Bank of England media coverage is an “effective” additional channel for accountability, study shows

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The evidence will be designed to help regulators and parliamentarians craft new rules and better target their enforcement efforts

News coverage about the Bank of England is closely linked to the parliamentary oversight of the institution and to the Bank’s own account-giving activities, analysis shows.

Media articles are also more likely to be about the Bank’s policy decisions, especially during times of economic turbulence, according to the study.

Researchers found evidence of ‘reinforced accountability’, with coverage levels linked to both parliamentary hearings and the Bank’s own account-giving speeches.

The study, published in the journal Governance, was carried out by Dr Christel Koop, from King’s College London, and Dr Michele Scotto di Vettimo, from the University of Exeter.

They found more articles about the Bank were published when there are greater changes in bank rates, when new liquidity injections are announced, and when UK banks were bailed out as well as higher levels of unemployment.

The researchers examined 13,986 articles in The Times, The Guardian, and the Daily Mail about the Bank of England from May 1997 to the end of 2020. They compared this to information about various economic indicators and policy decisions.

They also used parliamentary hearings with bank officials and speeches by individual central bankers to assess whether media coverage magnifies both formal account-holding and voluntary account-giving of the Bank, a concept they call ‘reinforced accountability’.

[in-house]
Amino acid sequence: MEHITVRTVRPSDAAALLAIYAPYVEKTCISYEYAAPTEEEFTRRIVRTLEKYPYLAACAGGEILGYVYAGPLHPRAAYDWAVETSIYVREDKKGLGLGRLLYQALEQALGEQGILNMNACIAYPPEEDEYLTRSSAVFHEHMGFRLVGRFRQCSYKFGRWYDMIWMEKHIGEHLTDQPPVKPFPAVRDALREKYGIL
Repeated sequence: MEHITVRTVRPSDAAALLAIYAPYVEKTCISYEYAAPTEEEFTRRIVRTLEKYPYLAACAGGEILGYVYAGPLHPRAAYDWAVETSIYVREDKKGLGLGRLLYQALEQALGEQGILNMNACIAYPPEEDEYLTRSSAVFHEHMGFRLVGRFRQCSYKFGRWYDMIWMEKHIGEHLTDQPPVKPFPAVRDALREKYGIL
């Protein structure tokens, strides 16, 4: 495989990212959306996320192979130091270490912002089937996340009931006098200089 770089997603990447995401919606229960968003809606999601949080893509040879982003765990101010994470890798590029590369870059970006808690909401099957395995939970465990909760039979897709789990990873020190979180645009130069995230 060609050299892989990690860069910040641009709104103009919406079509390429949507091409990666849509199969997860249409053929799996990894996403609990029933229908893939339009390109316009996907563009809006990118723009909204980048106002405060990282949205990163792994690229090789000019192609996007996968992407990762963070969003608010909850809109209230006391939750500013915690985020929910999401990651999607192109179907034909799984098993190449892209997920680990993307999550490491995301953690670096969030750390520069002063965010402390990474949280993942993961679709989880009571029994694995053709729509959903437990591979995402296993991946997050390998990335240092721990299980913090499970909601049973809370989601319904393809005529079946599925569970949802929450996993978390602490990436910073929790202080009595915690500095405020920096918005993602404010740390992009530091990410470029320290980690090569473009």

Dr Koop said: “The Bank’s news coverage can be traced back to its policy decisions, especially when the latter respond to economic turbulence. Yet coverage is not as closely linked to the Bank’s performance on policy outcomes; nonetheless, it is traceable to both currency rate changes and unemployment levels.

“Both the number of parliamentary hearings and the number of central bank speeches were strongly and positively associated with coverage volume. This shows media outlets not only fulfill their watchdog role by covering the decisions and, to some extent, policy outcomes of the Bank, but also reinforce formal account-holding in parliament and voluntary account-giving by the Bank.”

Dr Scotto di Vettimo said: “When assessing the relative importance of the different variables on media coverage of the Bank the biggest impact on coverage volume were those related to policy decisions and to reinforced accountability. More specifically, though rare, decisions to bail out UK banks are the most important determinant of coverage volume followed by announcements of new liquidity injections. Speeches and hearings have roughly the same impact on coverage volume. The least impactful predictors are the changes in the bank rate, the changes in the pound-dollar exchange rate, and the unemployment level.

“Media accountability works fairly well in the case of the Bank. Coverage levels can be traced to key decisions and, to some extent, policy outcomes. There are good reasons to take reinforced accountability seriously: our findings suggest that it constitutes an important element of the media’s role in the accountability landscape. This is also encouraging from the perspective of ‘collaboration’ between the different forums and dimensions. Such collaboration may strengthen the accountability expectations of non-majoritarian institutions; expectations which can themselves contribute to the ultimate goal of careful and accurate decision-making.”